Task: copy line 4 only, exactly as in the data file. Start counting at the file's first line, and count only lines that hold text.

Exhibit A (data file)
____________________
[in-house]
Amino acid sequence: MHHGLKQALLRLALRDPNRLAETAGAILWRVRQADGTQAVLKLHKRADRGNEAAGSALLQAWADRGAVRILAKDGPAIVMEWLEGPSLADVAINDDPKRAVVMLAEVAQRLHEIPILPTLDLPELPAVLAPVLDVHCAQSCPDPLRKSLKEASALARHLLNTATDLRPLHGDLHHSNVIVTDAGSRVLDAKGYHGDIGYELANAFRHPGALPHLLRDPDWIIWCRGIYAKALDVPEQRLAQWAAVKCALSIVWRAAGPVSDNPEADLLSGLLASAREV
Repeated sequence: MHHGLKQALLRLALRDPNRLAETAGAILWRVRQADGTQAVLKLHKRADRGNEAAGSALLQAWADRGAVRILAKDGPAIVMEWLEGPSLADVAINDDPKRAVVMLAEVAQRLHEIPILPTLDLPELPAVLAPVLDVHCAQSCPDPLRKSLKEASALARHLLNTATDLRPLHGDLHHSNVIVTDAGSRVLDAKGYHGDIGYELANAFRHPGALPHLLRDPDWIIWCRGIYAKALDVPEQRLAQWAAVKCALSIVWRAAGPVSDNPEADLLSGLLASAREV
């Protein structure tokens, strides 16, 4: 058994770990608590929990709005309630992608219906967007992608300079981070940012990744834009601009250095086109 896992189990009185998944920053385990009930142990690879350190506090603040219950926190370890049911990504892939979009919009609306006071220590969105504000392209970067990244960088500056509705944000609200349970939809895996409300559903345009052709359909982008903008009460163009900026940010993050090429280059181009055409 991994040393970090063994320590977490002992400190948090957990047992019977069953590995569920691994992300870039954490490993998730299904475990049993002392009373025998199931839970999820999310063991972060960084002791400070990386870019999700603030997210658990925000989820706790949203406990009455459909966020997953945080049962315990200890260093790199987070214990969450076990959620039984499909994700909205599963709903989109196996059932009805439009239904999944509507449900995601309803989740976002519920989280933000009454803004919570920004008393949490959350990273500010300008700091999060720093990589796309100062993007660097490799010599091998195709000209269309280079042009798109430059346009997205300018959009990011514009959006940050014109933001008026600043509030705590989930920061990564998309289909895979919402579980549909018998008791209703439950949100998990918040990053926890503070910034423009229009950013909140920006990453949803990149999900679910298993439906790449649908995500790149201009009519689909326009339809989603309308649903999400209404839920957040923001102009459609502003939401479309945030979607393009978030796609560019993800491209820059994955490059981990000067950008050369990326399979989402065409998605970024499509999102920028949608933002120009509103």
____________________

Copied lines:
């Protein structure tokens, strides 16, 4: 058994770990608590929990709005309630992608219906967007992608300079981070940012990744834009601009250095086109 896992189990009185998944920053385990009930142990690879350190506090603040219950926190370890049911990504892939979009919009609306006071220590969105504000392209970067990244960088500056509705944000609200349970939809895996409300559903345009052709359909982008903008009460163009900026940010993050090429280059181009055409 991994040393970090063994320590977490002992400190948090957990047992019977069953590995569920691994992300870039954490490993998730299904475990049993002392009373025998199931839970999820999310063991972060960084002791400070990386870019999700603030997210658990925000989820706790949203406990009455459909966020997953945080049962315990200890260093790199987070214990969450076990959620039984499909994700909205599963709903989109196996059932009805439009239904999944509507449900995601309803989740976002519920989280933000009454803004919570920004008393949490959350990273500010300008700091999060720093990589796309100062993007660097490799010599091998195709000209269309280079042009798109430059346009997205300018959009990011514009959006940050014109933001008026600043509030705590989930920061990564998309289909895979919402579980549909018998008791209703439950949100998990918040990053926890503070910034423009229009950013909140920006990453949803990149999900679910298993439906790449649908995500790149201009009519689909326009339809989603309308649903999400209404839920957040923001102009459609502003939401479309945030979607393009978030796609560019993800491209820059994955490059981990000067950008050369990326399979989402065409998605970024499509999102920028949608933002120009509103």